Time may be running out for Wikileaks founder, Julian Assange.
According to a report in The Intercept, Ecuadorian officials are "planning to withdraw asylum" from Assange, who has been staying in the Ecuadorian embassy in London since 2012, avoiding a warrant for his arrest out of Sweden — where he was accused of sexually assaulting a teenage girl — and potential extradition to the United States, where he could face espionage and conspiracy charges.
Reporter Glenn Greenwald, who has been covering Assange's case at The Intercept, says the Ecuadorian president met with British officials on Friday, and that Assange could be booted from the embassy as early as this week.
Strangely enough, it may not be Ecuador, the United Kingdom, or the United States ultimately responsible for Assange's ouster, but Spain. Assange was blocked from using the internet three months ago after he tweeted out support for a secessionist group in Spain, violating what Ecuador says was an agreement that Assange not meddle in international affairs so long as he was under their protection.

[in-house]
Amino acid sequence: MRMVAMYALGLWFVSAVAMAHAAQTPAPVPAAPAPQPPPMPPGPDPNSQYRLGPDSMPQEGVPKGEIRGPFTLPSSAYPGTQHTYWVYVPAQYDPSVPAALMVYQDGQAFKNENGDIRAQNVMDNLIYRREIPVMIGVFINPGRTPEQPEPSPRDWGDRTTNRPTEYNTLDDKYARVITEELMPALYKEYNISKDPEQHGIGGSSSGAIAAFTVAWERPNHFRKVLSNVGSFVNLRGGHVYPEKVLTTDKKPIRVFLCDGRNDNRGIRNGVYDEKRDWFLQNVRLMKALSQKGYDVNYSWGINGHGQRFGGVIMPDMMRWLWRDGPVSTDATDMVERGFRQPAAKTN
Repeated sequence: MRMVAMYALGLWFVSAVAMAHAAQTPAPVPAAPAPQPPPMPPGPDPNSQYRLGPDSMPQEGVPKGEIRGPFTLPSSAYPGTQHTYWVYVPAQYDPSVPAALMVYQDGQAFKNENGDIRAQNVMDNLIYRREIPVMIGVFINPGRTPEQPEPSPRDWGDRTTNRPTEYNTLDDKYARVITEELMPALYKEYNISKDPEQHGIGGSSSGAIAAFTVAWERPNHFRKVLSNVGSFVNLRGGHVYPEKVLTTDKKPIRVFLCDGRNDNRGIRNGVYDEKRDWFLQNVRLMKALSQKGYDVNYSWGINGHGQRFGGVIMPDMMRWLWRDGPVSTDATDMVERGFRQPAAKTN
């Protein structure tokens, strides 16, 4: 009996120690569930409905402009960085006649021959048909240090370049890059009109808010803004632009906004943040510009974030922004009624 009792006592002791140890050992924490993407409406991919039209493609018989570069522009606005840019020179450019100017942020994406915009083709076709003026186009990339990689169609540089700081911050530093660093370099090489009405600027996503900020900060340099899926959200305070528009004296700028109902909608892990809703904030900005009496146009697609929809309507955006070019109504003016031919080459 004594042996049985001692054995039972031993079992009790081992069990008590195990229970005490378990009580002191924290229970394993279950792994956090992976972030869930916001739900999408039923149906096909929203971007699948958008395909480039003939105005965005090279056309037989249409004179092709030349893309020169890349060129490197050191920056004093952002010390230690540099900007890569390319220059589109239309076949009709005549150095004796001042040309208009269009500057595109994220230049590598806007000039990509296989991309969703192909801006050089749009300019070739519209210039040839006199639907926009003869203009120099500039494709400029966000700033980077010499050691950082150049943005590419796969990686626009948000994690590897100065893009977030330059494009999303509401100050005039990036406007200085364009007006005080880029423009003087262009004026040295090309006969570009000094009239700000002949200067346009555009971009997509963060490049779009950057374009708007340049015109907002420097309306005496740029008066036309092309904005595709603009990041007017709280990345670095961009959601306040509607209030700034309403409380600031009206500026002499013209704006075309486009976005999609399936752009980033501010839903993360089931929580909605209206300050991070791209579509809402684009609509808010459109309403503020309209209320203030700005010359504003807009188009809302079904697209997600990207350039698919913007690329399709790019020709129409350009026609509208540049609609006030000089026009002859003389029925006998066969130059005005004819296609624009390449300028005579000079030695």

Greenwald says that he's unable to predict what might happen if Assange is forced to leave the Ecuadorian embassy. The Swedes closed their investigation into whether Assange raped a Swedish national, and they likely won't petition for his extradition.
The United States could ask the Brits to extradite Assange for publishing Chelsea Manning's treasure trove of secret documents on the Iraq War, or to face questioning into whether he helped Russia meddle in the 2016 presidential election, but that could involve months of negotiation, and then months of what would likely be a very public trial.